In the parking lot of St. Petersburg's Tropicana Field, encamped beneath the newly erected blue-and-yellow Grand Chapiteau big top, the staff of Quidam (pronounced "key-dam") prepares for its opening Nov. 7, Cirque's premiere in the Bay area.
Quidam is Latin for an anonymous passerby, a stranger rushing past on a crowded street. And if there's one lesson that can be drawn from watching the inimitable production it's that every so often we all need to take a break from our lives of faceless interaction to enjoy a bit of fantasy.
In a vivid series of tableaus, a young girl, disillusioned by a meaningless world, is swept into a spectacular universe: a headless man carrying an umbrella, a daffy ringmaster with just a poof of hair on the crown of his head, astonishing acrobatic acts, jugglers and a burlesque clown trio.
The set is gray and urban-esque, dominated by a bridge-like conveyor that transports performers and props overhead. A live soundtrack of haunting industrial sounds and French rock hurries the pace of everything, incorporating classical string instruments, synthesizers, samplers and guitars. But the acts' tremendous color and vibrancy play off of these subtle melancholy touches.
Artistic director Serge Roy explains that sadness is only part of Quidam. "We want to bring reality to the show," he says. "And how can you have happiness without some sadness?"
The show's creative team, led by director Franco Dragone, is the same one that conceived Cirque du Soleil's Las Vegas-based shows "O" and Mystere, La Nouba at Walt Disney World-Orlando, Alegria and Saltimbanco.
Roy is faced with the task of upholding Cirque's world-renowned reputation for elegance and the unexpected, which he does by visiting all of the various productions and offering bits of coaching.
His history with Cirque goes back to its dawning.
In 1982, in the rural artist's village of Baie-Saint-Paul, Quebec, a group of young street performers called Club des Talons Hauts (the High Heels Club) began mixing regularly with crowds of tourists and artists, walking on stilts, juggling and eating fire. In 1984, Guy Laliberte, a multitalented artist among them, convinced the Quebec government to grant the club money to hold a street festival, the Fete Foraine de Baie-Saint-Paul, a precursor of Cirque du Soleil. And from then on Laliberte, as co-president, built upon the innovative concept of mixing circus arts, street entertainment and drama.
Roy joined in 1984 and worked as a backstage manager.
He also performed a bit, ice skating on stilts and pretending to be an unsuspecting member of the audience who gets doused by a bucket of paint.
Cirque du Soleil shows have evolved dramatically since then. Roy cites Quidam's Banquine act, 15 Slavic acrobats who lift and throw one another into human pyramids. 'they"re maniacs," he says. "Next to these guys, I"m not much."
Equally impressive is the German Wheel, in which a gymnast stands inside a metal wheel that's 6-and-a-half feet in diameter, acting as a human hub, doing somersaults and maneuvering it in stunts that resemble the lid of an aluminum garbage can rolling on its rim, tilting and falling in fast centrifugal spins.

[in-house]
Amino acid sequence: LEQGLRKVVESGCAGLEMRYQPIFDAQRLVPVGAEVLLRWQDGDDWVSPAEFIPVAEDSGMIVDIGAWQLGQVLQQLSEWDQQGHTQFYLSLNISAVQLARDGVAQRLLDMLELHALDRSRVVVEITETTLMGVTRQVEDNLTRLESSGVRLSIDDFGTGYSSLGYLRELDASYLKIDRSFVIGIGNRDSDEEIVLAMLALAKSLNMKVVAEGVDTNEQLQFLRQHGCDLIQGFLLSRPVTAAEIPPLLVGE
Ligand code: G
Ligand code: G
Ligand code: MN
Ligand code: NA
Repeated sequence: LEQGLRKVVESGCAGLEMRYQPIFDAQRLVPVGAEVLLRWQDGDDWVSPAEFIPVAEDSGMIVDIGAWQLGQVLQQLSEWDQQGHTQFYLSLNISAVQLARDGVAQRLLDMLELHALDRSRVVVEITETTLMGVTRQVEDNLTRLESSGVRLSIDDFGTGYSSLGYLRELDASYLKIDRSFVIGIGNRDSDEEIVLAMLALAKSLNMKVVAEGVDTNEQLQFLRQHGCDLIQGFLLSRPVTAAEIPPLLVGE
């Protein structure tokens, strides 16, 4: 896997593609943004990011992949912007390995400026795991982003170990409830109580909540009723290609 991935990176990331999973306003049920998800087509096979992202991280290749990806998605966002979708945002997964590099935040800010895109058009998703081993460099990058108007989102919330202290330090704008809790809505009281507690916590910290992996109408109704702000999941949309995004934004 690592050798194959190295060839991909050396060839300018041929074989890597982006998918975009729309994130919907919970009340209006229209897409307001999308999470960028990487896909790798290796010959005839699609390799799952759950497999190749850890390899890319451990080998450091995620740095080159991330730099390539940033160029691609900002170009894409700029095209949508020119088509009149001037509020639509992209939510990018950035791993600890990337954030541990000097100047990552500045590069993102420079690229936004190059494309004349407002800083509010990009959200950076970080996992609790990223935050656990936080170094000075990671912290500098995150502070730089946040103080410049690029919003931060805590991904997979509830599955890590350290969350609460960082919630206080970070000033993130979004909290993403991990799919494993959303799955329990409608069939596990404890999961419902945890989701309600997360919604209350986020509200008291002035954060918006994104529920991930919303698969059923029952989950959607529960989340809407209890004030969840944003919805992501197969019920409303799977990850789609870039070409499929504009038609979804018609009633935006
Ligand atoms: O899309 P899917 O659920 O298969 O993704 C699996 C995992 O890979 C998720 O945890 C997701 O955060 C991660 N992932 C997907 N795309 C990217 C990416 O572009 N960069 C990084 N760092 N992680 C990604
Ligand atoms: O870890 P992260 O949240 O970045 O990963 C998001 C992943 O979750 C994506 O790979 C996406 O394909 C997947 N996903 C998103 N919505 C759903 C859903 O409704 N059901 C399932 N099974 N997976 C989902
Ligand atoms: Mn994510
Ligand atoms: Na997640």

Other acts are less impressive only because the artists perform them so effortlessly. Aerial Contortion in Silk is performed by a contortionist named Isabelle Chasse. She embraces and hangs from a column of translucent red fabric, intertwining with it and changing poses in the fashion of modern dance. She's so graceful, though, it's easy to underestimate the strength the exercise requires.
German Wheel and Contortion in Silk are two acts in common with La Nouba, a show familiar to many in Central Florida. It opened in 1998 at Disney World, and is scheduled to run at its permanent site there through 2010.
But the style and staging of the two shows is rather different. La Nouba originates from the French phrase "faire la nouba," meaning to live it up. And the show has a party-like atmosphere that is contrary to that of Quidam.
Further separating the two shows are Quidam's eight other unique acts. These include Cloud Swing and Spanish Web, in which artists perform trapeze and acrobatics high above the stage. The Las Velasquez clown trio creates a joyful spectacle in the tradition of Latin clowning. And in Statue Vis Versa, a powerful, flexible couple balance and press themselves into positions resembling Leonardo da Vinci's 1940 drawing "Le proporzioni del corpo umano" (The proportions of the human body).
The international cast that performs these acts totals more than 50, hailing from 10 countries. And if watching the show makes you want to be part of it than you"ve got something in common with them.
"Many of the artists caught the show and were absorbed by it," Roy says. "(They) joined a circus, built an act and sent in a tape."
Cirque happens to have job openings posted on their Web site for all manner of positions, both onstage and offstage, from physiotherapist to rigger to gymnast to master archer, all sure to draw somebody away from a normal 9-to-5 job.
The seamless beauty and spectacle of Quidam — the lighting, costumes, choreography, tricks, acting and music — is perfect, surreal escapism. All that keeps more people from running away to join the Cirque is the realization of how hard it is to make it all look so easy.
Contact Events Editor Cooper Cruz at 813-248-8888, ext. 291, or e-mail him at [email protected].